While we're on the topic, your microwave is another health hazard. I know as college students, our microwaves become our best friends. But just like when our best friend has a little too much to drink, our microwaves need cleaning and love too. Microwaves can grow bacteria and mold if there are food particles, a lack of ventilation, or just due to condensation build up. Make sure the vents in your microwave are not being blocked by anything so they can adequately let steam escape. To prevent any food particles from building up, clean and disinfect the microwave regularly. Keep a pack of disinfecting wipes in a kitchen drawer close to your microwave so they're easy to reach after you spill something.

coffee, beer, tea, beans
Leanna Smith

7. Sponge Etiquette

As college students, we don't have dishwashers and we definitely don't have dishwashers with those fancy compartments for cleaning sponges. This is still no excuse to have one of those soaking wet sponges that you eventually refuse to touch for fear of the smelly juices dripping on you. With this in mind, always rinse and squeeze out your sponges after using them. Contrary to what we've learned from Spongebob, a dried-out sponge is a good sponge. Aside from wringing out your sponge, clean and disinfect your sponge about every week. You can use your handy dandy microwave by saturating your sponge in water and microwaving it for 1 to 2 minutes. You can also soak your sponge in bleach or vinegar to disinfect it before rinsing it out.

dirty dishes, dirty bowl, sink
Jocelyn Hsu

8. Marinating

Any cooking process that involves raw meat requires extra precaution. When it comes to marinating meat, make sure your marinade and meat are both contained and sealed. If you keep it in a bag, make sure you also put the entire bag on a plate to prevent leakage. It is always tempting, after making an amazing marinade, to use it as a sauce. It is also great because it means you're not throwing away the leftover marinade (all of these small savings add up, trust me). BUT, be careful! This marinating liquid has been touching raw meat, so before you can use it as a delicious sauce, you must bring the mixture to a boil for at least 5 minutes to eliminate any potentially harmful bacteria.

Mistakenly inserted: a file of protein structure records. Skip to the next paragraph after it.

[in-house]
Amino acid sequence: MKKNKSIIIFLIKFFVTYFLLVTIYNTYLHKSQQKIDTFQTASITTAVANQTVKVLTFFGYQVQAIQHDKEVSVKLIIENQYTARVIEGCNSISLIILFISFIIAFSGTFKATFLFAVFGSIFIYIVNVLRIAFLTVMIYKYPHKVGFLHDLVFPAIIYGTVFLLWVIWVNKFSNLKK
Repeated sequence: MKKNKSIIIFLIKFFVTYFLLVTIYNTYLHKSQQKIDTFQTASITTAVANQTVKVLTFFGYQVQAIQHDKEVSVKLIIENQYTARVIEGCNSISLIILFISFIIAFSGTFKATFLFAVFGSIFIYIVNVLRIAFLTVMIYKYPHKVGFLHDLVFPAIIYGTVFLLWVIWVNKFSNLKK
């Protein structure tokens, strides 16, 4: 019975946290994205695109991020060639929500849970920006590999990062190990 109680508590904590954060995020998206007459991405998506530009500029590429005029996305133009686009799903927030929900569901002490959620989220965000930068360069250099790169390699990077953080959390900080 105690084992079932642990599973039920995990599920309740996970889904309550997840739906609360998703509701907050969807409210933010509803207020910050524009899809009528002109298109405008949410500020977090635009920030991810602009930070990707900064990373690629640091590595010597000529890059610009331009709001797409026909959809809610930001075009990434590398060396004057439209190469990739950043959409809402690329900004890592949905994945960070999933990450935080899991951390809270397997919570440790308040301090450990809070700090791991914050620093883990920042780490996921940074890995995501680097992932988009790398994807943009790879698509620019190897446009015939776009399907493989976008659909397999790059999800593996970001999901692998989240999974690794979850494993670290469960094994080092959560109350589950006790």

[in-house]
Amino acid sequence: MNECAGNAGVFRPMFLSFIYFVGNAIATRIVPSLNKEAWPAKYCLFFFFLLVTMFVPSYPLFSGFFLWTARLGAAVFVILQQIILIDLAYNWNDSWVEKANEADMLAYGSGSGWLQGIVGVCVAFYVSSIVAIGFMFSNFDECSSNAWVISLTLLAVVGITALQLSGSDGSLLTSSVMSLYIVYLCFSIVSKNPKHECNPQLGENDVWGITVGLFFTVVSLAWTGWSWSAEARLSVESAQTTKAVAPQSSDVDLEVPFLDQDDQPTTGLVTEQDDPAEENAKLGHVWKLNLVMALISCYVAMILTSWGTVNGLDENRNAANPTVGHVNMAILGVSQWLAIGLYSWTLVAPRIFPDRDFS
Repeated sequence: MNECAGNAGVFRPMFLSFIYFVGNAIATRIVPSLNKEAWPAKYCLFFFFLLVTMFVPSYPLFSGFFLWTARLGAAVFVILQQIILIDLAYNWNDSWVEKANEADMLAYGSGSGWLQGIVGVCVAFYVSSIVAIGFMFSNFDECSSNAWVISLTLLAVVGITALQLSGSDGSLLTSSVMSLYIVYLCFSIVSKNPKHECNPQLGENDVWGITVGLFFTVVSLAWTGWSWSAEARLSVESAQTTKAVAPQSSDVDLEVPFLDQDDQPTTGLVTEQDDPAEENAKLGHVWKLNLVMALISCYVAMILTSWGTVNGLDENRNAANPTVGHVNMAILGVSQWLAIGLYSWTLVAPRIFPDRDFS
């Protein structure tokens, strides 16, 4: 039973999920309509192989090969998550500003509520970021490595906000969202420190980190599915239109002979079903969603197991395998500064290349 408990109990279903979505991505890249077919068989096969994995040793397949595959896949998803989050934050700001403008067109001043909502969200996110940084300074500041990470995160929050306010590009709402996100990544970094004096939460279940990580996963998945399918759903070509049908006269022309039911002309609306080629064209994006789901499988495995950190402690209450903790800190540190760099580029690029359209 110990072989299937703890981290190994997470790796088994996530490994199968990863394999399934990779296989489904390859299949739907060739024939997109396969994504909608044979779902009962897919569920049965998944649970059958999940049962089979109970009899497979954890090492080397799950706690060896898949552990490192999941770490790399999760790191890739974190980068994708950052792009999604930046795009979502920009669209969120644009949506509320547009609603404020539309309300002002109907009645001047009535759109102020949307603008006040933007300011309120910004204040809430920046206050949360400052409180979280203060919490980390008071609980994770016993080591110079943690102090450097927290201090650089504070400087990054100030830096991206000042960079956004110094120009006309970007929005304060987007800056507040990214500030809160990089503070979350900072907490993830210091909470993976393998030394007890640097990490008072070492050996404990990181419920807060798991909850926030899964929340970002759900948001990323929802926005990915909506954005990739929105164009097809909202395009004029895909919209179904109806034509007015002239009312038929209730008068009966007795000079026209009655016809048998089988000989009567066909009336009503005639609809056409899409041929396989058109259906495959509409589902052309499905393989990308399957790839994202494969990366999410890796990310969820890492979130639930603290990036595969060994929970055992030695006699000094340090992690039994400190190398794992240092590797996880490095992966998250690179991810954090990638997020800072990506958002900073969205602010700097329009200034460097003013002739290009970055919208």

bacon, ham, pork, meat
Jocelyn Hsu

9. Contamination

It may seem that each one of these safety hazards involves some level of contamination, but this is the root of many problems in the kitchen. Especially while working in small, dorm-sized kitchens, and being too busy (and let's face it, too lazy) to clean dishes as fast as they should be cleaned, it is essential to know ways to best prevent contamination. I know we all crack eggs, get some egg white on our hands, and simply rinse off our hands. We've all been there, but we need to support each other in the quest to end this monstrous behavior. Raw eggs can spread many different kinds of bacteria and make you sick, so always thoroughly wash your hands after touching raw eggs or any other raw animal products. Lastly, your kitchen itself wants to be clean, not just the dishes and utensils in your kitchen. I'm hoping you've learned this by now, but the 5-second rule is not a thing. So, clean your kitchen floors enough to be able to eat off of them, but just because you can, doesn't mean you should.

egg, chicken, egg yolk
Jocelyn Hsu

10. Phone usage

We as a generation have the incredible fortune of being attached to a device that can do virtually anything with the touch of a finger. But, while our phones do amazing things inside and outside of the kitchen, they are also victims of bacteria and germs. I love using recipes from my phone or listening to music from my phone while I'm cooking. Because we keep our phones on us at all times, if our phones get contaminated, we will carry those germs with us everywhere we go. If you want to have your phone with you, try to keep it in your pocket as much as possible or keep it on a different surface than the one you are working on or cooking near. The less you can touch your phone with dirty hands or with food particles, the less likely you are to spread germs and bacteria.

rose, tea, cake, Camera, Party, food
Carolyne Su